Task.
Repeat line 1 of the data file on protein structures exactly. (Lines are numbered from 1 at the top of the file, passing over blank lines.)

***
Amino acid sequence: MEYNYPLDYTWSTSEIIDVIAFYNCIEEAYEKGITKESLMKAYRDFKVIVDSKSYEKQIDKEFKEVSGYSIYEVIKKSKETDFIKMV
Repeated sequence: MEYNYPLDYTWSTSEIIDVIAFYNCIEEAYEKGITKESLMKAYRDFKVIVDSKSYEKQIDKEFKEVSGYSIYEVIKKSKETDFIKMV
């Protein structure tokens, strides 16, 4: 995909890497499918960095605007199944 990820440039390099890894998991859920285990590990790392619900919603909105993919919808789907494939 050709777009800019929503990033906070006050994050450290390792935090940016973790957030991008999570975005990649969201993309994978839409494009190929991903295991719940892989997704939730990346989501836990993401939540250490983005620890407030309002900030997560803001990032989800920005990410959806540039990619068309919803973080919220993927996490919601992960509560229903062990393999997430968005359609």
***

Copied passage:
Amino acid sequence: MEYNYPLDYTWSTSEIIDVIAFYNCIEEAYEKGITKESLMKAYRDFKVIVDSKSYEKQIDKEFKEVSGYSIYEVIKKSKETDFIKMV